William Butler Yeats
John Keats
Ralph Waldo Emerson

Robert Francis
Seamus Heaney
Richard Wilbur
Edward Thomas
James Wright

Frost was nominated for the Nobel Prize in Literature 31 times.
Harvard's 1965 alumni directory notes that Frost received an honorary degree there. Although he never graduated from college, Frost received over 40 honorary degrees, including from Princeton, Oxford and Cambridge universities, and became the only person to have received two honorary degrees from Dartmouth College. During his lifetime, the Robert Frost Middle School in Fairfax, Virginia, the Robert L. Frost School in Lawrence, Massachusetts, and the main library of Amherst College were named after him.
In 1960, Frost was awarded a United States Congressional Gold Medal, "In recognition of his poetry, which has enriched the culture of the United States and the philosophy of the world"; it was formally bestowed on him by John F. Kennedy in March 1962. Also in 1962, he was awarded the Edward MacDowell Medal for outstanding contribution to the arts by the MacDowell Colony.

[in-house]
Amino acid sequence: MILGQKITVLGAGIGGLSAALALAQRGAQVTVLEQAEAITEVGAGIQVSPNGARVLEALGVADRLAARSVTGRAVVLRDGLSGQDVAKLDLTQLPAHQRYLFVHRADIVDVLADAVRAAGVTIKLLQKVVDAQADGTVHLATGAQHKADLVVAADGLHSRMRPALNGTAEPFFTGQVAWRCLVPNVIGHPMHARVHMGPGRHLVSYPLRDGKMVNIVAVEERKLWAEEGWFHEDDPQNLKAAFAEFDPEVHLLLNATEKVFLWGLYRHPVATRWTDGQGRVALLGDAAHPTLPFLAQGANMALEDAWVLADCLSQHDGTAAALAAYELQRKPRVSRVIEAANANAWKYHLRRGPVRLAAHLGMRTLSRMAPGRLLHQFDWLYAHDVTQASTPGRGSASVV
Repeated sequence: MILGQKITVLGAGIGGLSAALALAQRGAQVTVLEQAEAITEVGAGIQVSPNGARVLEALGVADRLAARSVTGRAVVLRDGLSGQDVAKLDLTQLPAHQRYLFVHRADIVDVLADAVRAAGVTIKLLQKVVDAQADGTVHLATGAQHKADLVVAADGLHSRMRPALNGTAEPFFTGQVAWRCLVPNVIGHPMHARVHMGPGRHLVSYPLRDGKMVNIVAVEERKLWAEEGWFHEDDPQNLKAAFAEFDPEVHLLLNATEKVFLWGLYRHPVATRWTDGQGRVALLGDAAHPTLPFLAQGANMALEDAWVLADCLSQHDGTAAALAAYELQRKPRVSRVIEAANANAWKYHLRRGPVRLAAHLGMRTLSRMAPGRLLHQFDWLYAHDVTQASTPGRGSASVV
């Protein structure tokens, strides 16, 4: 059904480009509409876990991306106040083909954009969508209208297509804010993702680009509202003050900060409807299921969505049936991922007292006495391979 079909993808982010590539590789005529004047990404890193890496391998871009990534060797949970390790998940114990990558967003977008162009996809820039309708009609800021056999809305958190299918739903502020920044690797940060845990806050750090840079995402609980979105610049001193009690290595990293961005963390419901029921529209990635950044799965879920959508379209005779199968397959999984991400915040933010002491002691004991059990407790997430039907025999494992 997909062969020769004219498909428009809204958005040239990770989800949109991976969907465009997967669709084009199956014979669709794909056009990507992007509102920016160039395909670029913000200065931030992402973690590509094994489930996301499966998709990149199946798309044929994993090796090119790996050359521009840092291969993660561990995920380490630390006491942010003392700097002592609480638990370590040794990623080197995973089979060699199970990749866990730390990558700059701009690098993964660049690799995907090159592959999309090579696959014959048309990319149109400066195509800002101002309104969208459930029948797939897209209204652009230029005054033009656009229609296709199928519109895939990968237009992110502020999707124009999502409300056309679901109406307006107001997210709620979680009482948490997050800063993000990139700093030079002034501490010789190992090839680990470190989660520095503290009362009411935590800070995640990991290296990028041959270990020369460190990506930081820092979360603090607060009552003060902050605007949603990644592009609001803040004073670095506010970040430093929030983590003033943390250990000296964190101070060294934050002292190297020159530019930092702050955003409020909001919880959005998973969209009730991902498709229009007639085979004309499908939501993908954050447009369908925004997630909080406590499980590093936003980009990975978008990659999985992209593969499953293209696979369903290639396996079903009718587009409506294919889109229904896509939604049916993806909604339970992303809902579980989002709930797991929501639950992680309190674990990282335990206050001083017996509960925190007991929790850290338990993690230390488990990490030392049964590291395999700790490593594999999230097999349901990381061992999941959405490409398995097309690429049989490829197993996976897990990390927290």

In June 1922, the Vermont State League of Women's Clubs elected Frost as Poet Laureate of Vermont. When a New York Times editorial strongly criticized the decision of the Women's Clubs, Sarah Cleghorn and other women wrote to the newspaper defending Frost. Frost was elected to the American Academy of Arts and Sciences in 1931 and the American Philosophical Society in 1937. On July 22, 1961, Frost was named Poet Laureate of Vermont by the state legislature through Joint Resolution R-59 of the Acts of 1961, which also created the position. Frost won the 1963 Bollingen Prize.

1924 for New Hampshire: A Poem With Notes and Grace Notes
1931 for Collected Poems
1937 for A Further Range
1943 for A Witness Tree

Robert Frost Hall is an academic building at Southern New Hampshire University in Manchester, New Hampshire.